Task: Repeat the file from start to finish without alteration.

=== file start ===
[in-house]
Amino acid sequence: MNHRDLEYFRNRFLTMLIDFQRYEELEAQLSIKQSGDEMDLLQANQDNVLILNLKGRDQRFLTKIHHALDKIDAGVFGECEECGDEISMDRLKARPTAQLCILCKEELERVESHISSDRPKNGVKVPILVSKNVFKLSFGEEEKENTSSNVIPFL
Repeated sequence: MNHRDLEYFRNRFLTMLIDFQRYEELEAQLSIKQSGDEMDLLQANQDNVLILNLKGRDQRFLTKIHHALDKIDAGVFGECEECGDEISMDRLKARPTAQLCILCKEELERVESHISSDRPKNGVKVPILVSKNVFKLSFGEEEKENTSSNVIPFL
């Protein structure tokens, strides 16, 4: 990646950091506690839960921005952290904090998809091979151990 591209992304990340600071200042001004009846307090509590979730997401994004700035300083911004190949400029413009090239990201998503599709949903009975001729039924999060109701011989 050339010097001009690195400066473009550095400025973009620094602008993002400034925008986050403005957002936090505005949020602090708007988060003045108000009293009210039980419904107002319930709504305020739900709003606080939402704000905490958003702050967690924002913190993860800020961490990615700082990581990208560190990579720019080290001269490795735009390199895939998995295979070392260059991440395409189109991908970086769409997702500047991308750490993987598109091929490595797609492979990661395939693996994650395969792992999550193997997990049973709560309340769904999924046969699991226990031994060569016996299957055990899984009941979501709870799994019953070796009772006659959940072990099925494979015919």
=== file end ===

[in-house]
Amino acid sequence: MNHRDLEYFRNRFLTMLIDFQRYEELEAQLSIKQSGDEMDLLQANQDNVLILNLKGRDQRFLTKIHHALDKIDAGVFGECEECGDEISMDRLKARPTAQLCILCKEELERVESHISSDRPKNGVKVPILVSKNVFKLSFGEEEKENTSSNVIPFL
Repeated sequence: MNHRDLEYFRNRFLTMLIDFQRYEELEAQLSIKQSGDEMDLLQANQDNVLILNLKGRDQRFLTKIHHALDKIDAGVFGECEECGDEISMDRLKARPTAQLCILCKEELERVESHISSDRPKNGVKVPILVSKNVFKLSFGEEEKENTSSNVIPFL
């Protein structure tokens, strides 16, 4: 990646950091506690839960921005952290904090998809091979151990 591209992304990340600071200042001004009846307090509590979730997401994004700035300083911004190949400029413009090239990201998503599709949903009975001729039924999060109701011989 050339010097001009690195400066473009550095400025973009620094602008993002400034925008986050403005957002936090505005949020602090708007988060003045108000009293009210039980419904107002319930709504305020739900709003606080939402704000905490958003702050967690924002913190993860800020961490990615700082990581990208560190990579720019080290001269490795735009390199895939998995295979070392260059991440395409189109991908970086769409997702500047991308750490993987598109091929490595797609492979990661395939693996994650395969792992999550193997997990049973709560309340769904999924046969699991226990031994060569016996299957055990899984009941979501709870799994019953070796009772006659959940072990099925494979015919």